Height: 84 inches
Length: 84 - 121 inches
Weight: 1000 - 1500 lbs
Gestation: 455 days
Life Span: 40 years
Top Speed (Ground): 20 mph
Also Called: Arabian Camel or Ship of the desert
The most distinctive feature of the dromedarian camel is its hump. Unlike the bactrian camel, the dromedarian camel only has one. This hump, contrary to popular belief, is designed to store fat (not water) for nourishment when food is scarce. However, it is true that dromedarian camels can go several days without water. In addition to the water that is normally stored in the body, the bactrian camel stores about 1.5 gallons in special sacks around its stomach. When water is available, they drink only to replace the water they have lost. If the dromedarian camel has used up all its water reserves, it will need to drink about 30 gallons of water to fill up. This only takes about 10 minutes. The camel is extremely well suited to water conservation. It sweats very little, emits very little water as a waste fluid, and can change its body temperature threshold depending on the ambient temperature to help contain water loss. Dromedarian camels are usually a caramel or sandy brown color with hair that ranges from short to long depending on the season. They have a long curve neck and a deep, narrow chest. To protect themselves from sand and the harsh conditions they live in, they bushy eyebrows, a double row of long eyelashes, hair inside the ear, and they can tightly close their nostrils and lips to keep out flying sand. They have very tough mouths that are not bothered by eating hard, sharp objects such as thorns. Dromedarian camels have feet that are adapted to moving on sand and do not handle muddy or slick conditions well. Dromedarian camels are unknown in the wild and are considered completely domesticated.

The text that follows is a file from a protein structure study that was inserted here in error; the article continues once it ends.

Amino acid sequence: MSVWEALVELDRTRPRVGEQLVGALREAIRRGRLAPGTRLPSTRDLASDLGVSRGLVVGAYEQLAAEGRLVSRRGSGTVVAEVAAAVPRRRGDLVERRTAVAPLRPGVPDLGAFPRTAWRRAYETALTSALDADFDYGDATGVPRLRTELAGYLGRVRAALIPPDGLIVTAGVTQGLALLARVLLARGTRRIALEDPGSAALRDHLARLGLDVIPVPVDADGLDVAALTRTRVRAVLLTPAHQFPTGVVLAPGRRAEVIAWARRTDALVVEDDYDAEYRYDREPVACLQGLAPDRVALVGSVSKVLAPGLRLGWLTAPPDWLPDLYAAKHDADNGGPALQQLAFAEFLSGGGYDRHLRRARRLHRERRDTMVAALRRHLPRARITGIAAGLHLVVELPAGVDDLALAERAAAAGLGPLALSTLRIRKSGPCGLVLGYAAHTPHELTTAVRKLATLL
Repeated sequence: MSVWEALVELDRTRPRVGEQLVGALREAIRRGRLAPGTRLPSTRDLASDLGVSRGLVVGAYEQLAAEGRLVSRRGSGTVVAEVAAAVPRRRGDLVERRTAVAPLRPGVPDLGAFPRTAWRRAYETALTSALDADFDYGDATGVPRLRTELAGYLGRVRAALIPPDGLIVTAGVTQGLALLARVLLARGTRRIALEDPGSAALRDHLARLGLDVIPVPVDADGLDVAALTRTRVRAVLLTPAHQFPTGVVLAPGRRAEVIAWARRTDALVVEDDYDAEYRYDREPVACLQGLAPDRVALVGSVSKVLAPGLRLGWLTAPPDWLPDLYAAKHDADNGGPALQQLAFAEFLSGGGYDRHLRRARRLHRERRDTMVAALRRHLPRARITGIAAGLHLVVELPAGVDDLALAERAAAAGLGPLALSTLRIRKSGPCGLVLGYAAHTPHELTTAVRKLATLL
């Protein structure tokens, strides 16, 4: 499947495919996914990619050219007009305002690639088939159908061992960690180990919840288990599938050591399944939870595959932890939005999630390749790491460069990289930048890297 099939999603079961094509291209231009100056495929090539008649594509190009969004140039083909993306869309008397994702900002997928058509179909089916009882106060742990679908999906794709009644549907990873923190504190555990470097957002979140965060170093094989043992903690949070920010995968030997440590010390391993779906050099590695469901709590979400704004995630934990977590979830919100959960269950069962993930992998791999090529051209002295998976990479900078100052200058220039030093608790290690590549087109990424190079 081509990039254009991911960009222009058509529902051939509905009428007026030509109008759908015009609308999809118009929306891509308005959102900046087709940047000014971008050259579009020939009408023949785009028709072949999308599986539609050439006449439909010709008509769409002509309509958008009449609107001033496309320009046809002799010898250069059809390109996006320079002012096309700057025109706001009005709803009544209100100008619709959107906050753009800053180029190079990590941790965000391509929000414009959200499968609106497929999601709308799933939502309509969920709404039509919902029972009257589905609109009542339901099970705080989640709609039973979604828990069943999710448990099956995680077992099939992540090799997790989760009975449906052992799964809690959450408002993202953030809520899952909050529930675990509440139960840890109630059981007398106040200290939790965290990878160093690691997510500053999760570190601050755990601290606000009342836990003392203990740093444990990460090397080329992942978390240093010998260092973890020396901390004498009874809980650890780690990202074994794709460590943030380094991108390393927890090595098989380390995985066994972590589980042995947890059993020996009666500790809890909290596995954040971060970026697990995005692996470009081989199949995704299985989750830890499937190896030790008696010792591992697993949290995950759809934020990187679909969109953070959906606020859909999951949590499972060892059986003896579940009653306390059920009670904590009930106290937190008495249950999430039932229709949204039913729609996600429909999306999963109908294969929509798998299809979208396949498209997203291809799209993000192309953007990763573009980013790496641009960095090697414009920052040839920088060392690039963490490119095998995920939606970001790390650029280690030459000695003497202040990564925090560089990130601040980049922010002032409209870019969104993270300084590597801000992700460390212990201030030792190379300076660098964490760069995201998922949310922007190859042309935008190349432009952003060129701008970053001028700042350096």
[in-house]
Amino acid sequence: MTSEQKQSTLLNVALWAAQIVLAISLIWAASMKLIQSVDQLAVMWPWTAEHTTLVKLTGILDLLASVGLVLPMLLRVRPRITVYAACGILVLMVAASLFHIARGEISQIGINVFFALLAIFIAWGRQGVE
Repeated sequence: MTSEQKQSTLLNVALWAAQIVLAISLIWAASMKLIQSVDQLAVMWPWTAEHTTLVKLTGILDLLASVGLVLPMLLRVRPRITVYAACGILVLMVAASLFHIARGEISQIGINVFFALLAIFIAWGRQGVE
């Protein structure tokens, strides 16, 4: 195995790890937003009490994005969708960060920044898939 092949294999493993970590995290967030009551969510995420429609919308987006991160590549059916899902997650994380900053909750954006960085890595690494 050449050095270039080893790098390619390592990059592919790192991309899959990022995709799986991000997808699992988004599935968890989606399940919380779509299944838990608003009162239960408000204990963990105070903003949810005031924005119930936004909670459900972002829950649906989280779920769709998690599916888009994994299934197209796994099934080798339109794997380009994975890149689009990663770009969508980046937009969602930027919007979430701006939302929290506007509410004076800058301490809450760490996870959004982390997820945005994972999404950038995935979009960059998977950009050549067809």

Dromedarian camels are classified as herbivores. They prefer vegetation that is prickly, dry, salty, and/or bitter. They forage for food and travel long distances and eat sparingly off of plants in their range. This reduces the strain on the ecosystem where they live.
The dromedarian camel lives primarily in African, Indian, and Middle Eastern deserts.
Other than man, the primary predator of the camel is the tiger.
Dromedarian camels travel the desert in caravans made up of 6 to 20 camels. These groups are composed of an adult male, several females and their associated young. When traveling, the females lead and the male directs from the rear. Normally, dromedarian camels are very placid and usually only become aggressive during mating season. Dromedarian camels have been domesticated for the last 4000 years and have played a vital part in desert cultures.
Young camels are able to stand and walk when they are only a few hours old. They will stay with their mother for 1 to 2 years.